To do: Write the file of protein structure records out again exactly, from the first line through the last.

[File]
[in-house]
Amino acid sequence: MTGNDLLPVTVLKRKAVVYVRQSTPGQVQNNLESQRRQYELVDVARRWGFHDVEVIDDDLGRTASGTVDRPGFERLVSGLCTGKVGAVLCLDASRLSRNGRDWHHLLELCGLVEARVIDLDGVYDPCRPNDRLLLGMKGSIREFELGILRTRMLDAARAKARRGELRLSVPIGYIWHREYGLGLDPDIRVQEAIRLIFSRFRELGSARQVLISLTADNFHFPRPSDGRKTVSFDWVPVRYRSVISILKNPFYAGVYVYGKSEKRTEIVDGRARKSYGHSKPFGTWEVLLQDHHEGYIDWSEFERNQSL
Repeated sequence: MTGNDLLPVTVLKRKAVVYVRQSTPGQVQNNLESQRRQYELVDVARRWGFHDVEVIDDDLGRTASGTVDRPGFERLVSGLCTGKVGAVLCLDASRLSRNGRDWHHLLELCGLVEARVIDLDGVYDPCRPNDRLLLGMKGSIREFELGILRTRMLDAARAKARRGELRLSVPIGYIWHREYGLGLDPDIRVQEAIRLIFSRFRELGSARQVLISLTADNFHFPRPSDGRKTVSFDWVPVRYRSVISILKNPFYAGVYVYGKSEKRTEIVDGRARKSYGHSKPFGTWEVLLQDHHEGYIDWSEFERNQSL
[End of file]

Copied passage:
[in-house]
Amino acid sequence: MTGNDLLPVTVLKRKAVVYVRQSTPGQVQNNLESQRRQYELVDVARRWGFHDVEVIDDDLGRTASGTVDRPGFERLVSGLCTGKVGAVLCLDASRLSRNGRDWHHLLELCGLVEARVIDLDGVYDPCRPNDRLLLGMKGSIREFELGILRTRMLDAARAKARRGELRLSVPIGYIWHREYGLGLDPDIRVQEAIRLIFSRFRELGSARQVLISLTADNFHFPRPSDGRKTVSFDWVPVRYRSVISILKNPFYAGVYVYGKSEKRTEIVDGRARKSYGHSKPFGTWEVLLQDHHEGYIDWSEFERNQSL
Repeated sequence: MTGNDLLPVTVLKRKAVVYVRQSTPGQVQNNLESQRRQYELVDVARRWGFHDVEVIDDDLGRTASGTVDRPGFERLVSGLCTGKVGAVLCLDASRLSRNGRDWHHLLELCGLVEARVIDLDGVYDPCRPNDRLLLGMKGSIREFELGILRTRMLDAARAKARRGELRLSVPIGYIWHREYGLGLDPDIRVQEAIRLIFSRFRELGSARQVLISLTADNFHFPRPSDGRKTVSFDWVPVRYRSVISILKNPFYAGVYVYGKSEKRTEIVDGRARKSYGHSKPFGTWEVLLQDHHEGYIDWSEFERNQSL